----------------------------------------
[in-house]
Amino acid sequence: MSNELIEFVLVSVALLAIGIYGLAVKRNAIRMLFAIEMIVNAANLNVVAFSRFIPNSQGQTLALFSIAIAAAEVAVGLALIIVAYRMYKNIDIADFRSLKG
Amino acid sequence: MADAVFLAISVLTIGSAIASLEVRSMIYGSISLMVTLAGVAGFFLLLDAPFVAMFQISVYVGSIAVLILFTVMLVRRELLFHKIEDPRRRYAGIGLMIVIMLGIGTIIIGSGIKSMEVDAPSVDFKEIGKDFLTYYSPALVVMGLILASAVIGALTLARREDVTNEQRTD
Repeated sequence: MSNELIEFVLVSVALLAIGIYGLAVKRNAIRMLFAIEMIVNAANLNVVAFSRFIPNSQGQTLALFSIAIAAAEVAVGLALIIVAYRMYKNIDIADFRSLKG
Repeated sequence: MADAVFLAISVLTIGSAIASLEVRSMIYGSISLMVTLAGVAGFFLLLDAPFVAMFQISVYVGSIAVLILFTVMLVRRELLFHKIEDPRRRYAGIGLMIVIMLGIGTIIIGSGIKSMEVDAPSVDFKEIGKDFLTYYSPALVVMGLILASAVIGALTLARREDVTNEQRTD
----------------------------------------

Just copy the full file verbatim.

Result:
[in-house]
Amino acid sequence: MSNELIEFVLVSVALLAIGIYGLAVKRNAIRMLFAIEMIVNAANLNVVAFSRFIPNSQGQTLALFSIAIAAAEVAVGLALIIVAYRMYKNIDIADFRSLKG
Amino acid sequence: MADAVFLAISVLTIGSAIASLEVRSMIYGSISLMVTLAGVAGFFLLLDAPFVAMFQISVYVGSIAVLILFTVMLVRRELLFHKIEDPRRRYAGIGLMIVIMLGIGTIIIGSGIKSMEVDAPSVDFKEIGKDFLTYYSPALVVMGLILASAVIGALTLARREDVTNEQRTD
Repeated sequence: MSNELIEFVLVSVALLAIGIYGLAVKRNAIRMLFAIEMIVNAANLNVVAFSRFIPNSQGQTLALFSIAIAAAEVAVGLALIIVAYRMYKNIDIADFRSLKG
Repeated sequence: MADAVFLAISVLTIGSAIASLEVRSMIYGSISLMVTLAGVAGFFLLLDAPFVAMFQISVYVGSIAVLILFTVMLVRRELLFHKIEDPRRRYAGIGLMIVIMLGIGTIIIGSGIKSMEVDAPSVDFKEIGKDFLTYYSPALVVMGLILASAVIGALTLARREDVTNEQRTD